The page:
DOD IT employees to be transferred, a move union claims breaks the law
The Department of Defense is in hot water for a planned transfer of its IT employees without first consulting the employees’ union, a move the union alleges violates federal law.
A federal labor regulations complaint filed May 20 states that the DOD failed to properly notify the union of the shift of 217 IT employees from the Defense Contract Management Agency to the Defense Information Systems Agency. The union said the shift and failure to notify could result in a loss of the IT employees’ collective bargaining power. The transfer is a part of the DOD’s broader plan to move more than 1,200 IT employees from a range of defense agencies to DISA.
The change is set to take effect Oct. 1.
“The Department of Defense has clearly violated the law by failing to notify AFGE of this proposal and not allowing the union to provide our views and recommendations regarding these proposed changes and the impact they could have on the employees we represent,” Jeffrey David Cox, AFGE national president, said in a news release.
Victor Matos, the union’s western region vice president for AFGE local council 170, found out about the employee shift in April but said he did not receive enough information about the department’s plans.
The bargaining agreement that covers the contract agency employees is “one of the most compressive,” Matos said. Come Oct. 1, Matos fears they will lose their bargaining rights as the agreement is for Defense Contract Management Agency employees, not DISA employees.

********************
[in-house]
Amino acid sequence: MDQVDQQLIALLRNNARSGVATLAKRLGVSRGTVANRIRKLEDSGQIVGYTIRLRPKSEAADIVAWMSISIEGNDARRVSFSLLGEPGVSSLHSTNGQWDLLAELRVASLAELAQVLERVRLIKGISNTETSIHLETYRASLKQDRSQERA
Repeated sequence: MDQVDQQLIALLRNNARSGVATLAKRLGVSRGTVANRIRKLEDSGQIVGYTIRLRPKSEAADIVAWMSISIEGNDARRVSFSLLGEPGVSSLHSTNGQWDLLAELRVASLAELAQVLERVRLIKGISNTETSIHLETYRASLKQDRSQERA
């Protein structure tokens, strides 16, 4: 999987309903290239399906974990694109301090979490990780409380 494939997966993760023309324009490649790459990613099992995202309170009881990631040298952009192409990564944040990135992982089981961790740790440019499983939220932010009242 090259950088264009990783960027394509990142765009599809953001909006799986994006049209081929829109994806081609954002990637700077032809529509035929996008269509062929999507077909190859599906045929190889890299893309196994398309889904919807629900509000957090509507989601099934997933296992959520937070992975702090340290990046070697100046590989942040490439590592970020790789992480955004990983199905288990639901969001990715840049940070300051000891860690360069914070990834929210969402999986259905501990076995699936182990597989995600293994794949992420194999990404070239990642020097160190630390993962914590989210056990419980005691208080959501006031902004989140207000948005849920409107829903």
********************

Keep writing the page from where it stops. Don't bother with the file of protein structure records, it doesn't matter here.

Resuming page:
“The agency has not been forthcoming at all,” Matos said.
The DOD plans to move IT employees into DISA as a part of a restructuring in the 28-agency group known as the “fourth estate.” In the future, agencies will go to DISA IT workers instead of having in-house employees that could be redundant across agencies.
A 2018 GAO report noted that the DOD needed to address redundancies across agencies and field activities. As for the fourth estate’s IT infrastructure, the agencies run on a multitude of networks that management is trying to consolidate.
Last year’s National Defense Authorization Act also required the DOD’s Chief Information Officer to submit a report to Congress that includes information on efforts to improve the department’s many different networks.